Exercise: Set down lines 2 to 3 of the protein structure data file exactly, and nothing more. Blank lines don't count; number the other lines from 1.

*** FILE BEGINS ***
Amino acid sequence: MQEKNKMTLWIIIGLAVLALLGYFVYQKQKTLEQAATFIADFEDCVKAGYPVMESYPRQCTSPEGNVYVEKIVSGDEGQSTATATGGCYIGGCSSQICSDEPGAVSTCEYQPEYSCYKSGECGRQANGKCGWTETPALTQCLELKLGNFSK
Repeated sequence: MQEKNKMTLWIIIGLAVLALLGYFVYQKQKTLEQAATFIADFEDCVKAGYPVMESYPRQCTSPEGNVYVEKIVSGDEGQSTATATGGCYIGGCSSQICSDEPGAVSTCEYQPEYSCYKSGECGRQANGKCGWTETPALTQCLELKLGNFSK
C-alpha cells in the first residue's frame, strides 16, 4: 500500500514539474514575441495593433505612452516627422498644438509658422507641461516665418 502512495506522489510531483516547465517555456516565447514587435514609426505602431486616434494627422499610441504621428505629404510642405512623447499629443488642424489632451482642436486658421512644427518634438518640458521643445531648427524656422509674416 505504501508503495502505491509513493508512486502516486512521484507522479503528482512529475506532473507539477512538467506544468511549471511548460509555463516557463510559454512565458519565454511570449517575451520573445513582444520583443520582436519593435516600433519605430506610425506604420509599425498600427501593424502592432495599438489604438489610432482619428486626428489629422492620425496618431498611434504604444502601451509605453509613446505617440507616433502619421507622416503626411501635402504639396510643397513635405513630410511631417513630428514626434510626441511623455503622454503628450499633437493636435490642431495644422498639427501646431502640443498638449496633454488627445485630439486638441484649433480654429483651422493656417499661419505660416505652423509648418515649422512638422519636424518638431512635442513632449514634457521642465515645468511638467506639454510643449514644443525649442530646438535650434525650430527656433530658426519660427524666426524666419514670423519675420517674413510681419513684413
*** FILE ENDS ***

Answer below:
Repeated sequence: MQEKNKMTLWIIIGLAVLALLGYFVYQKQKTLEQAATFIADFEDCVKAGYPVMESYPRQCTSPEGNVYVEKIVSGDEGQSTATATGGCYIGGCSSQICSDEPGAVSTCEYQPEYSCYKSGECGRQANGKCGWTETPALTQCLELKLGNFSK
C-alpha cells in the first residue's frame, strides 16, 4: 500500500514539474514575441495593433505612452516627422498644438509658422507641461516665418 502512495506522489510531483516547465517555456516565447514587435514609426505602431486616434494627422499610441504621428505629404510642405512623447499629443488642424489632451482642436486658421512644427518634438518640458521643445531648427524656422509674416 505504501508503495502505491509513493508512486502516486512521484507522479503528482512529475506532473507539477512538467506544468511549471511548460509555463516557463510559454512565458519565454511570449517575451520573445513582444520583443520582436519593435516600433519605430506610425506604420509599425498600427501593424502592432495599438489604438489610432482619428486626428489629422492620425496618431498611434504604444502601451509605453509613446505617440507616433502619421507622416503626411501635402504639396510643397513635405513630410511631417513630428514626434510626441511623455503622454503628450499633437493636435490642431495644422498639427501646431502640443498638449496633454488627445485630439486638441484649433480654429483651422493656417499661419505660416505652423509648418515649422512638422519636424518638431512635442513632449514634457521642465515645468511638467506639454510643449514644443525649442530646438535650434525650430527656433530658426519660427524666426524666419514670423519675420517674413510681419513684413